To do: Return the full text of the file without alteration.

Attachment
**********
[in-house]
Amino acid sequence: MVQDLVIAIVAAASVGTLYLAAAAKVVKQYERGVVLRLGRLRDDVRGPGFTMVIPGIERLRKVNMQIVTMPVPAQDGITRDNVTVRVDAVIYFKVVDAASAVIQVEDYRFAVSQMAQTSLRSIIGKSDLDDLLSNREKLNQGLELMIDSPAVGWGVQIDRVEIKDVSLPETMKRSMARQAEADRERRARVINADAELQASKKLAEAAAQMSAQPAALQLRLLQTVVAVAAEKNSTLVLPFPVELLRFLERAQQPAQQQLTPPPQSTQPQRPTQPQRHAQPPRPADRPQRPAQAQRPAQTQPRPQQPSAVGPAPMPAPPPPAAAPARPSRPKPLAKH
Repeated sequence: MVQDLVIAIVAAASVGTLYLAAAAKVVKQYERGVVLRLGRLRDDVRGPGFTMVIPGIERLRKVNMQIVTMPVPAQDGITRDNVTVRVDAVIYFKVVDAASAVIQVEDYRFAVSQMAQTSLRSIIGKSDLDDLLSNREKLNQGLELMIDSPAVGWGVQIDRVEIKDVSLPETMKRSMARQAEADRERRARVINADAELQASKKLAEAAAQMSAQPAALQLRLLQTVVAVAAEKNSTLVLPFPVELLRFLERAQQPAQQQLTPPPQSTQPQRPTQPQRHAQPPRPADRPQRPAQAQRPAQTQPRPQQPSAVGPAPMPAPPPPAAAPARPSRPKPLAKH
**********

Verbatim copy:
[in-house]
Amino acid sequence: MVQDLVIAIVAAASVGTLYLAAAAKVVKQYERGVVLRLGRLRDDVRGPGFTMVIPGIERLRKVNMQIVTMPVPAQDGITRDNVTVRVDAVIYFKVVDAASAVIQVEDYRFAVSQMAQTSLRSIIGKSDLDDLLSNREKLNQGLELMIDSPAVGWGVQIDRVEIKDVSLPETMKRSMARQAEADRERRARVINADAELQASKKLAEAAAQMSAQPAALQLRLLQTVVAVAAEKNSTLVLPFPVELLRFLERAQQPAQQQLTPPPQSTQPQRPTQPQRHAQPPRPADRPQRPAQAQRPAQTQPRPQQPSAVGPAPMPAPPPPAAAPARPSRPKPLAKH
Repeated sequence: MVQDLVIAIVAAASVGTLYLAAAAKVVKQYERGVVLRLGRLRDDVRGPGFTMVIPGIERLRKVNMQIVTMPVPAQDGITRDNVTVRVDAVIYFKVVDAASAVIQVEDYRFAVSQMAQTSLRSIIGKSDLDDLLSNREKLNQGLELMIDSPAVGWGVQIDRVEIKDVSLPETMKRSMARQAEADRERRARVINADAELQASKKLAEAAAQMSAQPAALQLRLLQTVVAVAAEKNSTLVLPFPVELLRFLERAQQPAQQQLTPPPQSTQPQRPTQPQRHAQPPRPADRPQRPAQAQRPAQTQPRPQQPSAVGPAPMPAPPPPAAAPARPSRPKPLAKH